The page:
One reason why this is so is the need preservatives, sodium and other additives. Foods that are frozen, microwavable or ready to eat often contain large amounts of sodium, often more than you need in several days. While it is fine to keep a couple of these convenient foods on hand for quick meals, they cannot form the basis of a healthy eating lifestyle.
Fresh meat, seafood and poultry, on the other hand, does not suffer from the need to add sodium or preservatives. Buying fresh meats and seafood, and preparing it yourself, is the best way to have confidence in the nutritional quality of the food you feed your family.
Of course no discussion of fresh meat is complete without a note or two about safe handling techniques. Food borne illnesses can easily be spread through contaminated meat, poultry and seafood, and it is impossible to tell from looking if the product is contaminated. Since cooking to the proper temperature destroys these food borne pathogens, the most important thing is to keep raw meat and poultry away from foods that will not be cooked.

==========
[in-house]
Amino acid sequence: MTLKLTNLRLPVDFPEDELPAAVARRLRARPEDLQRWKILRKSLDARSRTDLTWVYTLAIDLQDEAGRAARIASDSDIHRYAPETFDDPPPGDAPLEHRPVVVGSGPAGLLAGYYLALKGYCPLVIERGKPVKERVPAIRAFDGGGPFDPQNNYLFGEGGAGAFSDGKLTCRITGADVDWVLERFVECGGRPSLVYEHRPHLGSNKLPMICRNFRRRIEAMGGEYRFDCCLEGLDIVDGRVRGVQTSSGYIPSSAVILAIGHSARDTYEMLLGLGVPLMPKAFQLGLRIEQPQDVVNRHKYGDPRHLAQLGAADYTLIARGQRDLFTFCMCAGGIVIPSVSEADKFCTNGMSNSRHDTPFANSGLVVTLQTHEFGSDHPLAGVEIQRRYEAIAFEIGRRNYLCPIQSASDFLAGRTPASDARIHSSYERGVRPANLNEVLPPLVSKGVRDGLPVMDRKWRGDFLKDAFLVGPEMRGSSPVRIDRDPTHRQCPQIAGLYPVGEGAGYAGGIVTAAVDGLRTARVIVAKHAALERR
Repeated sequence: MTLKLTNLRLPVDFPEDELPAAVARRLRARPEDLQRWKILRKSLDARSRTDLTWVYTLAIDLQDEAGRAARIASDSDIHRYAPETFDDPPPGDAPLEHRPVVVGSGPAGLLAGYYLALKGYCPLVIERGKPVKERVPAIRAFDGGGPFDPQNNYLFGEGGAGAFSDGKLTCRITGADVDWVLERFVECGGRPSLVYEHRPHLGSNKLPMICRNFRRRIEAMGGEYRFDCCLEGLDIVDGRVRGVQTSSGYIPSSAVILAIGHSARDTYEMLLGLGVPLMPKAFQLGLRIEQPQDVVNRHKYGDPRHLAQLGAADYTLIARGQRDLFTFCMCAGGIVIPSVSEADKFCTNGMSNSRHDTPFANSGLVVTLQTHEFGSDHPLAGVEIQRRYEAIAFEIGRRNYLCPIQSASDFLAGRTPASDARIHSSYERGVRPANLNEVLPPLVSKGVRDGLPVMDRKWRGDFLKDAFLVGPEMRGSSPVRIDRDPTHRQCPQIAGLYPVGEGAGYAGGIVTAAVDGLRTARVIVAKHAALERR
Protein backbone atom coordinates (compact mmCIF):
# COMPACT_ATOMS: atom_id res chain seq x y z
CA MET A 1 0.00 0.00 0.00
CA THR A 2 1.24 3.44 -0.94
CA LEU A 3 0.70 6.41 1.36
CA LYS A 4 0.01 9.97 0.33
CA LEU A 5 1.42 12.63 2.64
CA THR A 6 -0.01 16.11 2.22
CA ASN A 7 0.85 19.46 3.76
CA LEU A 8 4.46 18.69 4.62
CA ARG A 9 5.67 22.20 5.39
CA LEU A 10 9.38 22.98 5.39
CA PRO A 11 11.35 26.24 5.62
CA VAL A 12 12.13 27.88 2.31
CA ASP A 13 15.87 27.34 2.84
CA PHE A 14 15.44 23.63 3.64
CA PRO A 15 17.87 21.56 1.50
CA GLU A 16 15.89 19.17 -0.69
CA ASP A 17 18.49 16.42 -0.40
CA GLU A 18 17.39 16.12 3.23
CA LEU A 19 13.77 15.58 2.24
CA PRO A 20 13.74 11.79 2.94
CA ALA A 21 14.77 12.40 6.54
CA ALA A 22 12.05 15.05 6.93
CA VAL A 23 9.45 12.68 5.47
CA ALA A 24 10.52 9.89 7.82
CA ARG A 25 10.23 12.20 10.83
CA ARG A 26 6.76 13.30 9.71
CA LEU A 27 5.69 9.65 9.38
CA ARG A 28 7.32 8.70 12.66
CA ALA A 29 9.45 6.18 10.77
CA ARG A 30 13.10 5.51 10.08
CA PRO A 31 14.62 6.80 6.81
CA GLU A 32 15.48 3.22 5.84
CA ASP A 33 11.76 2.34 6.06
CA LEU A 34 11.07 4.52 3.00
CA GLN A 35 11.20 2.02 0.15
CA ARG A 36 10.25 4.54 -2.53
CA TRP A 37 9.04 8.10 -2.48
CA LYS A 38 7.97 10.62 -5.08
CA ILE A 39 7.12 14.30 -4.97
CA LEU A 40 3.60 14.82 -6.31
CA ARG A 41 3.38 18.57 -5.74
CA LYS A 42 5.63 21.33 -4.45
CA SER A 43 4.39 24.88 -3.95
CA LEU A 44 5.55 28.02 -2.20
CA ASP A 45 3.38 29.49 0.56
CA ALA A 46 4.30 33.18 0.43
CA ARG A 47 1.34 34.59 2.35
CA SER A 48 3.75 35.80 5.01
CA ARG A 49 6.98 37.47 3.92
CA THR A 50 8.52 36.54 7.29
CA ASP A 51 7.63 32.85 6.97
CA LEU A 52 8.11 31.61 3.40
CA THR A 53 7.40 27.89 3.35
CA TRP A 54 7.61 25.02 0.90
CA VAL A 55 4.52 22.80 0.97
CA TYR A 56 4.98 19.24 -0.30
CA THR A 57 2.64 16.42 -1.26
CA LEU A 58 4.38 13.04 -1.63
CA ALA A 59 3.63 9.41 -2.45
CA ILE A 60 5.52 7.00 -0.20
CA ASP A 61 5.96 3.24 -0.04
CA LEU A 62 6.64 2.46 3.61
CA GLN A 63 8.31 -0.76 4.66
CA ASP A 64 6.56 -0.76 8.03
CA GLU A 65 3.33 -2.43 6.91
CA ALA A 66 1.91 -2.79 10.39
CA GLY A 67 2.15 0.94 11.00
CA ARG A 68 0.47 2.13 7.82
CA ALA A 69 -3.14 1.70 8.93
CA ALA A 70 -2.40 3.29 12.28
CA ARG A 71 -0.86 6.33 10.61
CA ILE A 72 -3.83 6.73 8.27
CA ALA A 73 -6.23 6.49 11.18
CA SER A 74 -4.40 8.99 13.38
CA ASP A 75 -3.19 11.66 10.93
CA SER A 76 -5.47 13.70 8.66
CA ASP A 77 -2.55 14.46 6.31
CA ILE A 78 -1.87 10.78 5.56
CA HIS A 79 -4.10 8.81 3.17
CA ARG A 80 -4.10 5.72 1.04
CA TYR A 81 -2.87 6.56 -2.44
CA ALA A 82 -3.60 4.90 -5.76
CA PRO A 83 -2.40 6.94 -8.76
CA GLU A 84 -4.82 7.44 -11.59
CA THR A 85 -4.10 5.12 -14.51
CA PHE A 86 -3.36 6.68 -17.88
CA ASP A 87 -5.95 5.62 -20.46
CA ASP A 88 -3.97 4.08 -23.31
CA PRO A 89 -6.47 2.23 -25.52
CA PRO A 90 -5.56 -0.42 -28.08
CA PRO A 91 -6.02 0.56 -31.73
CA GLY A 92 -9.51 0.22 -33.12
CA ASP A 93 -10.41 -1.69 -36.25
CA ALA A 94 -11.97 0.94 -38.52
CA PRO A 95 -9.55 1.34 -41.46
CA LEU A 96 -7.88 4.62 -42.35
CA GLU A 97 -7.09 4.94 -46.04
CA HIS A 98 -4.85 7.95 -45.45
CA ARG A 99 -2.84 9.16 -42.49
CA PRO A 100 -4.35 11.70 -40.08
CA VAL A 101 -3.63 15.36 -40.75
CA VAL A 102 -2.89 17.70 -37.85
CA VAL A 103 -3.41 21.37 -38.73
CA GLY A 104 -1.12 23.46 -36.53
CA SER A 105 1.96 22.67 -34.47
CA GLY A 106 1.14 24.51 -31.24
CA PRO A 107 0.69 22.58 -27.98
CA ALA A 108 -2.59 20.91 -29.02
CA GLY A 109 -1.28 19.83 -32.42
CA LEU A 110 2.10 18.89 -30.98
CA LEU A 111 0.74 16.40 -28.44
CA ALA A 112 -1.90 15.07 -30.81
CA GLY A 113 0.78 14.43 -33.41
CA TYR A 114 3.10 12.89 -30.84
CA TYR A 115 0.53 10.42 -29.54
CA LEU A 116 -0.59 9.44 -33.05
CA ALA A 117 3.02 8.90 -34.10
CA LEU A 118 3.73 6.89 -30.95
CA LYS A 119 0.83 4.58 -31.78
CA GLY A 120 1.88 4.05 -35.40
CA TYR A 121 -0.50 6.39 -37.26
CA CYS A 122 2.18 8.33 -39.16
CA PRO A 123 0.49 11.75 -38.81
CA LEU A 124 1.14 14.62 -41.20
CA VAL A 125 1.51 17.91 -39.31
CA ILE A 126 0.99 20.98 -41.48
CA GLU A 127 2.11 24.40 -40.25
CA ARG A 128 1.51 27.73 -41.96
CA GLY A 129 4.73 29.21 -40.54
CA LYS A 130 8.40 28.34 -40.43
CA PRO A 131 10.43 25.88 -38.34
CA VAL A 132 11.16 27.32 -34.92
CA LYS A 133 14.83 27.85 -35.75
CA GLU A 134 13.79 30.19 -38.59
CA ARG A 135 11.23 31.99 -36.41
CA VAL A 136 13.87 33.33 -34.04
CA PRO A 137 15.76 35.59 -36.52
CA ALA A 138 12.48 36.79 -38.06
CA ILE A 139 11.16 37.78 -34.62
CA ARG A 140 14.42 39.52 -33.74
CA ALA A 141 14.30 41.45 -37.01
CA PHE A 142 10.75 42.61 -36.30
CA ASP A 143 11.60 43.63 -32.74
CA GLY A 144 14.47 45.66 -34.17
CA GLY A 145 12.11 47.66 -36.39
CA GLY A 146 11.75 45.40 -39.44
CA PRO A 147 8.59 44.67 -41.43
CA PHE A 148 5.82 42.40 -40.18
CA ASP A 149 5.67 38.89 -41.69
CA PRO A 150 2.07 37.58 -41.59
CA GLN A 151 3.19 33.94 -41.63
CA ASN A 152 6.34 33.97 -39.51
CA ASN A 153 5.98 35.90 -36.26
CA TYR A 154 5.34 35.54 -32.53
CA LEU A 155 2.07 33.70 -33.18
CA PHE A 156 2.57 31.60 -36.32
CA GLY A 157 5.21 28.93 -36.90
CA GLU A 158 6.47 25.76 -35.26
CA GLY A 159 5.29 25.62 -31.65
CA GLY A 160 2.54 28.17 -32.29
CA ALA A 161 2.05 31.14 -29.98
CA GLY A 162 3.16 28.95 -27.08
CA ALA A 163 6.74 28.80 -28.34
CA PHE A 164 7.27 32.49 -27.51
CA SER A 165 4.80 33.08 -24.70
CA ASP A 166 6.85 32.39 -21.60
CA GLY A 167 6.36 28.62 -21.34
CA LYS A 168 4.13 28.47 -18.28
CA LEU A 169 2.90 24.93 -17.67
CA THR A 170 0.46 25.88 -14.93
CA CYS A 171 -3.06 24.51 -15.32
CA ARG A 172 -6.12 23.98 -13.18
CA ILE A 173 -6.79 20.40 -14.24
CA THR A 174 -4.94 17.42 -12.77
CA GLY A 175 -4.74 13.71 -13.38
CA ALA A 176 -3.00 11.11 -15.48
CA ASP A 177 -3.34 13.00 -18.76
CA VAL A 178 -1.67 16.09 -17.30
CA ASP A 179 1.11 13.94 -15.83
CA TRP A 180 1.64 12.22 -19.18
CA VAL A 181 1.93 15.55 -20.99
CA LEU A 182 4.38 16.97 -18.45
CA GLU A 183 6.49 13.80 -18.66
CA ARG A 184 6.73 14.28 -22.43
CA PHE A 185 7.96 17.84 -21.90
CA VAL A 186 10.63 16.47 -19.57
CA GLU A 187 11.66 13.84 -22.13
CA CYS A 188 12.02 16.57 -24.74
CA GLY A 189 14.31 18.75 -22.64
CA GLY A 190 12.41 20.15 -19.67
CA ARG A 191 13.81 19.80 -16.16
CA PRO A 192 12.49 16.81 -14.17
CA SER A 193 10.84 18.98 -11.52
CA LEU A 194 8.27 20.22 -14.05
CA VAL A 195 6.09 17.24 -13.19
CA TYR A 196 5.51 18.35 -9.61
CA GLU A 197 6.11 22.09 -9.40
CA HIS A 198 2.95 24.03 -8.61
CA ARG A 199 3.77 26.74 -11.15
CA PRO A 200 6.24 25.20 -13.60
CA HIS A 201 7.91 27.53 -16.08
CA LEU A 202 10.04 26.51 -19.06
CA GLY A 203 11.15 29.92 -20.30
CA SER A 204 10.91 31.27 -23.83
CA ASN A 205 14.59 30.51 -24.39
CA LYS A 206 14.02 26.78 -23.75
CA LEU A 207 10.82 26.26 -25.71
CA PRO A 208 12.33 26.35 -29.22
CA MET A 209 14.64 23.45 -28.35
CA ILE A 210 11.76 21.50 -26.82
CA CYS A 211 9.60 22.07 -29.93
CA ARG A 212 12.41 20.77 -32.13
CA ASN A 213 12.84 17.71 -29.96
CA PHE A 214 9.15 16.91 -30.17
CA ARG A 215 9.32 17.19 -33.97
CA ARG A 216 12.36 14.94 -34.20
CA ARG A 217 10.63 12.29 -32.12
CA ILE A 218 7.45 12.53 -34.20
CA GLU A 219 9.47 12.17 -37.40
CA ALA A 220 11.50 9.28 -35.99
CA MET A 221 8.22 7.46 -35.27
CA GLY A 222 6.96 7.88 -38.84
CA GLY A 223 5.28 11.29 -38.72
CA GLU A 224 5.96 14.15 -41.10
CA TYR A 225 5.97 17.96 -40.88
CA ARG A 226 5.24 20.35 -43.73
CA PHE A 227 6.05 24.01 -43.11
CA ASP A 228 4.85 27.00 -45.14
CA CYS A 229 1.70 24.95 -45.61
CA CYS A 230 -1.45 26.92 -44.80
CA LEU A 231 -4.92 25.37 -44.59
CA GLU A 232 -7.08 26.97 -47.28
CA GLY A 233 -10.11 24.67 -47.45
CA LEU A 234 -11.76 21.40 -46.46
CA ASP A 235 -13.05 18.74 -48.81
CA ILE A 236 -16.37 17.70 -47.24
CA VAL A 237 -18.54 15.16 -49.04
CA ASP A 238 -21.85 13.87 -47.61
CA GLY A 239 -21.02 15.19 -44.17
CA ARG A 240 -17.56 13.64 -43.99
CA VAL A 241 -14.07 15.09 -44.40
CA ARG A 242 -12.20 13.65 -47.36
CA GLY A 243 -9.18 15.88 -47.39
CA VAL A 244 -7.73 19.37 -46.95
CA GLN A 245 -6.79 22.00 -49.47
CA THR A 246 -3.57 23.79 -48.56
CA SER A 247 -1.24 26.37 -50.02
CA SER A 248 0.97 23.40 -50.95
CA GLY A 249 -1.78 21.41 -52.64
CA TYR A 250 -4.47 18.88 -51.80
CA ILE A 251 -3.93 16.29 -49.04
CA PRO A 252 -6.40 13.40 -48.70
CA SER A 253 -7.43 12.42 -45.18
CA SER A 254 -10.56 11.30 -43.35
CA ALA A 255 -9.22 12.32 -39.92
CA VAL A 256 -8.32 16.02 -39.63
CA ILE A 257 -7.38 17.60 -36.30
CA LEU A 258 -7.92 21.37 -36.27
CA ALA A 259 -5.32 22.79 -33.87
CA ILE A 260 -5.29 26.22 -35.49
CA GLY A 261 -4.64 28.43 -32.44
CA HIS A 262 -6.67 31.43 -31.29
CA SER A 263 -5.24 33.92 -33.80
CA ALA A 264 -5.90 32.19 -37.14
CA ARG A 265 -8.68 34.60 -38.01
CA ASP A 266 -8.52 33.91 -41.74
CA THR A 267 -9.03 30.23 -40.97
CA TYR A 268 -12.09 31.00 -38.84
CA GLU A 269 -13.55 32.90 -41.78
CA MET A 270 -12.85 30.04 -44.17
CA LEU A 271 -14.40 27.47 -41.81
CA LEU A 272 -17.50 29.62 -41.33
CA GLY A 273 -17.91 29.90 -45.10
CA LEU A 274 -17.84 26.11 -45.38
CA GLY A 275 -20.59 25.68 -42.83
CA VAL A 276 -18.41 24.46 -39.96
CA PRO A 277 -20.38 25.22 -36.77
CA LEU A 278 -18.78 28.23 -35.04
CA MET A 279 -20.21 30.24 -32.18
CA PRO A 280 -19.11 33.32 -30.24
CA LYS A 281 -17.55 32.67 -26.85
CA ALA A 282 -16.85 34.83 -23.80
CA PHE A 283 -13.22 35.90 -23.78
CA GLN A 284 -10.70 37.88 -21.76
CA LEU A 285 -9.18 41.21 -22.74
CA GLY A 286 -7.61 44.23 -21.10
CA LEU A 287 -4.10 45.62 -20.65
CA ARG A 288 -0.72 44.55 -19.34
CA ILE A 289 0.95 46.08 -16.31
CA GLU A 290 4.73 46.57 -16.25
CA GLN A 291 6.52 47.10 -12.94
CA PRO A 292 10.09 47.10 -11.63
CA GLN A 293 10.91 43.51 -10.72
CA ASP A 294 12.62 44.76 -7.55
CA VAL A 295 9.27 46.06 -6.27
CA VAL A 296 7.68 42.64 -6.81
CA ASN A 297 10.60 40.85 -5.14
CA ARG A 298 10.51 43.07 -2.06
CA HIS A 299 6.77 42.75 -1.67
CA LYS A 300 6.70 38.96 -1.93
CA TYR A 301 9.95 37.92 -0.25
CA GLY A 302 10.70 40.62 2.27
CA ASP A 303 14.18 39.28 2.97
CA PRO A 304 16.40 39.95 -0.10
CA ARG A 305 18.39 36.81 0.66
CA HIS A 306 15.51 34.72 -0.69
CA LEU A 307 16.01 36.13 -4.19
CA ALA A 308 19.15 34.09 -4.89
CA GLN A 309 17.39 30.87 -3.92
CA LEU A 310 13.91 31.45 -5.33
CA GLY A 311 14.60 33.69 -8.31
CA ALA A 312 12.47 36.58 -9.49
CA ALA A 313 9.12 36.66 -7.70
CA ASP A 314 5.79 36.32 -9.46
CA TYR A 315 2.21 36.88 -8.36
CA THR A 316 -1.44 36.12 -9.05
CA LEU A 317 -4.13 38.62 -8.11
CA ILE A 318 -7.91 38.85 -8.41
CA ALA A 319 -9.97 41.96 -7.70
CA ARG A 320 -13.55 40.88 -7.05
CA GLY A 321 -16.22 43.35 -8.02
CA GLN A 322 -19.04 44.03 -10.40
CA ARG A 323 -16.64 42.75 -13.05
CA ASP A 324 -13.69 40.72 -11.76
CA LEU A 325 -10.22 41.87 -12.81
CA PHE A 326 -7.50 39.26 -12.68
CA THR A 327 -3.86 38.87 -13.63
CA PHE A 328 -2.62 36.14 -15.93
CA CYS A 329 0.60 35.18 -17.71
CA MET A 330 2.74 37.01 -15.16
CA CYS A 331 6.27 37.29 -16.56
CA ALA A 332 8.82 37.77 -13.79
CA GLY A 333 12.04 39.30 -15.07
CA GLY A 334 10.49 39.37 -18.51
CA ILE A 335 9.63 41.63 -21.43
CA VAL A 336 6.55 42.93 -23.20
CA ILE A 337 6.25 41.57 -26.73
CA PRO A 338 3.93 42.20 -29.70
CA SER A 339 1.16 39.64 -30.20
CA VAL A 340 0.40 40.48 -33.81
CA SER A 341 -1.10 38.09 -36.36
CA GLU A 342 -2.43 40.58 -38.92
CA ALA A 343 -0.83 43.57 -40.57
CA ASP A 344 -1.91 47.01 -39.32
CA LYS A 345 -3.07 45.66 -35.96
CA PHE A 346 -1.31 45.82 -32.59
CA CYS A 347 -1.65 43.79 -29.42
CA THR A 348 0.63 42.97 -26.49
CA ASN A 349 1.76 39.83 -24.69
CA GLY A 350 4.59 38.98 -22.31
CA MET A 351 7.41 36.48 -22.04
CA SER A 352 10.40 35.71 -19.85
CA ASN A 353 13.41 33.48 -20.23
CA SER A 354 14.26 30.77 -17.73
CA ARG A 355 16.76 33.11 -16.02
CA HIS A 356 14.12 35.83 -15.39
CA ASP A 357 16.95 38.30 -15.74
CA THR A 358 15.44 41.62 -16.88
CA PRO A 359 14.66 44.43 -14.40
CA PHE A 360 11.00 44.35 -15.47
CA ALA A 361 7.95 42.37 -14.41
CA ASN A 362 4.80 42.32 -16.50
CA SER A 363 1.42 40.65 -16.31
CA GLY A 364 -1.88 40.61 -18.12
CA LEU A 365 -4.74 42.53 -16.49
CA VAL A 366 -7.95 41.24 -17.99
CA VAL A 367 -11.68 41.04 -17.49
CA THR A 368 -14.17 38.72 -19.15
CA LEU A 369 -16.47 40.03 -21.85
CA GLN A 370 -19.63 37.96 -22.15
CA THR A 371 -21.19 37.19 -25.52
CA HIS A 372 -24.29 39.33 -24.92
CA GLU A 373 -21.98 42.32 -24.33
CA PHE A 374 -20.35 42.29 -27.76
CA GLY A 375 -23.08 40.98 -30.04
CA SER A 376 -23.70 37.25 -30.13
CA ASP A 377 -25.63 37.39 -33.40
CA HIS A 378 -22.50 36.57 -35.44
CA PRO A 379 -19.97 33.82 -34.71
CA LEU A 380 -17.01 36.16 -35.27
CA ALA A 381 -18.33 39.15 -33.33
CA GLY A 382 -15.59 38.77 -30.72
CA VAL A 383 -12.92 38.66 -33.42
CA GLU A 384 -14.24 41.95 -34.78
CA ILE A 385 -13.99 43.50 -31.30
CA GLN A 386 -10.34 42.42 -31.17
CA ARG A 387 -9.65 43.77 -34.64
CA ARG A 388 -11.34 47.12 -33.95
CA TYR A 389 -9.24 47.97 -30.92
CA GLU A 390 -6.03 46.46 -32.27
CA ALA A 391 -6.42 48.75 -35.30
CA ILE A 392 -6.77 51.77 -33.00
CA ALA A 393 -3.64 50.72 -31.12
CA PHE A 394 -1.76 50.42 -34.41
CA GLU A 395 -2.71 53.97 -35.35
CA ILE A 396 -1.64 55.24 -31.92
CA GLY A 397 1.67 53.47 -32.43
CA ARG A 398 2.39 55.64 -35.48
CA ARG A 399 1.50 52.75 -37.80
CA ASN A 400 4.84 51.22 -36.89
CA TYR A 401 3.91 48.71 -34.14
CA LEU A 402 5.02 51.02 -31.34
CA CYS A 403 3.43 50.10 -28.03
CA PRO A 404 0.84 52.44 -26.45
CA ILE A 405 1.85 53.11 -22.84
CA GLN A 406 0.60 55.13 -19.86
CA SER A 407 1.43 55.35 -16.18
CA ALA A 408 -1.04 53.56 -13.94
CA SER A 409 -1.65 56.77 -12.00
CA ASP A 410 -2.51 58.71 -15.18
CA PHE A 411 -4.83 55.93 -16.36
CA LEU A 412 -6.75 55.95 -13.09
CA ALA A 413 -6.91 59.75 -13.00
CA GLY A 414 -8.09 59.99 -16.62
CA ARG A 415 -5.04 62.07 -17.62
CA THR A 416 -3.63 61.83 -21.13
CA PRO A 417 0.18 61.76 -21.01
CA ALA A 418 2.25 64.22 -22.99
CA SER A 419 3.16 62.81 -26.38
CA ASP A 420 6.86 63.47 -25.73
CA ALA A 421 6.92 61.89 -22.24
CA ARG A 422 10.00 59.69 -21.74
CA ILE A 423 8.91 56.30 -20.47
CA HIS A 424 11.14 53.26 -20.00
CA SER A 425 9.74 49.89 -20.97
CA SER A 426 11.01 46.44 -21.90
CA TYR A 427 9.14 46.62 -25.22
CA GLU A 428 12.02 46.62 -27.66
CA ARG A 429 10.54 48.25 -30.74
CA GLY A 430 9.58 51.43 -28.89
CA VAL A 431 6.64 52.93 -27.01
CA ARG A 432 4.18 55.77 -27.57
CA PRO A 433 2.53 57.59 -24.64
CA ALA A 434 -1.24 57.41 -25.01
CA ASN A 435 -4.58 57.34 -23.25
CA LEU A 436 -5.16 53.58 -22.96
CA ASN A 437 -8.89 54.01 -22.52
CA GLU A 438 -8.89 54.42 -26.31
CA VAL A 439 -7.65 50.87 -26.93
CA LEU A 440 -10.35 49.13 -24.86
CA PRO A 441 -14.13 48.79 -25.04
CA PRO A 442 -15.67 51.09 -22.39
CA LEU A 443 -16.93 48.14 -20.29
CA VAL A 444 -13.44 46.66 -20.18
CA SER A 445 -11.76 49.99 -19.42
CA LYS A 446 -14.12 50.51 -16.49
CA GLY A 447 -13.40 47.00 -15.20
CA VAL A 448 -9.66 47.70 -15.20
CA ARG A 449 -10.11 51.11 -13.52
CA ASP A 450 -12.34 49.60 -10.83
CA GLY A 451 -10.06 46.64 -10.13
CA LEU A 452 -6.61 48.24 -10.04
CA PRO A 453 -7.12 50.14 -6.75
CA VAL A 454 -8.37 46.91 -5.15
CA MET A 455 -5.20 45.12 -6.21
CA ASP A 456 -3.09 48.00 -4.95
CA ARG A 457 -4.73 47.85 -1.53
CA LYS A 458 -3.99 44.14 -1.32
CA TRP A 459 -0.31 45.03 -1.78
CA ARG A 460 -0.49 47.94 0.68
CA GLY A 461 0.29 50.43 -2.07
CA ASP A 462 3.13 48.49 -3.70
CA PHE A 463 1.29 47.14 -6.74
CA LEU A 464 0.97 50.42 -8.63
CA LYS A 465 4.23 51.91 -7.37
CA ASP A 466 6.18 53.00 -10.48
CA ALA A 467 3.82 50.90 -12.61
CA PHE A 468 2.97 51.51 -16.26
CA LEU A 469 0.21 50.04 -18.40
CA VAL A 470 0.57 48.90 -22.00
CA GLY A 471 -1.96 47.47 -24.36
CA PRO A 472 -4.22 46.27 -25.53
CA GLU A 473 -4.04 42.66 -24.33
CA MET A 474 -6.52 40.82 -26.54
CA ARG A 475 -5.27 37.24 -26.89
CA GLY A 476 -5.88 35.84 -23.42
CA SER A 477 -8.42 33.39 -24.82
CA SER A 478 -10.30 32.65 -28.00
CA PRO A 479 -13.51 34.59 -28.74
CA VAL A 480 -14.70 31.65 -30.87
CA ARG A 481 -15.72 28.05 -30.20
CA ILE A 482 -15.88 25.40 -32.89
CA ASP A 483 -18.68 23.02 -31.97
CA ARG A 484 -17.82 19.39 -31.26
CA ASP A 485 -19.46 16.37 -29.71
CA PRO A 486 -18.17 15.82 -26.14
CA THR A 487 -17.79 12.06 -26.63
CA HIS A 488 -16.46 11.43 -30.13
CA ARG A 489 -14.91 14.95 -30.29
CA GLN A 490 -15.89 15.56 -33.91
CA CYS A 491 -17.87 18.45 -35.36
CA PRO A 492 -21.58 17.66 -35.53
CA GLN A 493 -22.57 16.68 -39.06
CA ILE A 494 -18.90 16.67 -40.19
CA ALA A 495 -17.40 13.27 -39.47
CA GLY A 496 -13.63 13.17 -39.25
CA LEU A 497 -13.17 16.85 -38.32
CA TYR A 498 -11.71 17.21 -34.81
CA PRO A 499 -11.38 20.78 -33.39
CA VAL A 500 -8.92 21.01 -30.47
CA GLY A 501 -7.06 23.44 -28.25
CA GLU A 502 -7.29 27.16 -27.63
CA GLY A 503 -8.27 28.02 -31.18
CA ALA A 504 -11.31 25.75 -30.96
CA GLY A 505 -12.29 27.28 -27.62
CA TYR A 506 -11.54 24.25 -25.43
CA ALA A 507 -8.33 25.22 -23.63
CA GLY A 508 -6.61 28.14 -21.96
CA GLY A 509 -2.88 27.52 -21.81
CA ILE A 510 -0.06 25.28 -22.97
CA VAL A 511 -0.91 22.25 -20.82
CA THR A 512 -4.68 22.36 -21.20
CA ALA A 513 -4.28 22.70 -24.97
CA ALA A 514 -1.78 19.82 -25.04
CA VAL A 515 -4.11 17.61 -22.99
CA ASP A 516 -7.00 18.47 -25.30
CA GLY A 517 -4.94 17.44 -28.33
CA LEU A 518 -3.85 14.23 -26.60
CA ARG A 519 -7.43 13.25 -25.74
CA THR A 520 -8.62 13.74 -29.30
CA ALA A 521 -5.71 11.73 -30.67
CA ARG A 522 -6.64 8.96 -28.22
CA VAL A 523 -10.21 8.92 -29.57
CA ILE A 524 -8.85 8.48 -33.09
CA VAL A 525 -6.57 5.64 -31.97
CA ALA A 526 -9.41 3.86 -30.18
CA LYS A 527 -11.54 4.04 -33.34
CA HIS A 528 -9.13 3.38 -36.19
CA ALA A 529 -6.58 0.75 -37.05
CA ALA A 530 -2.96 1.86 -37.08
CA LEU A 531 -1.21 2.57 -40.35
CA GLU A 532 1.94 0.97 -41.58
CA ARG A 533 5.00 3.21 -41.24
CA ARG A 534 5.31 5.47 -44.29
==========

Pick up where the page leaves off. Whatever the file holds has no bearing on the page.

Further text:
That means keeping things like salad bowls and bread plates well away from the area of the countertop where the meat is prepared. Any surface touched by raw meat, seafood or poultry should be thoroughly cleaned with an antibacterial solution, and separate cutting boards should be used for vegetables and meats. Following these basic food hygiene practices is the best way to protect yourself and your family from food borne illnesses.
Cutting the fat is also an important consideration when it comes to choosing meat, seafood and poultry. While most types of fish are healthy and low fat, some fish, such as salmon, can have significant fat content. Again, the nutritional labels should be your guide.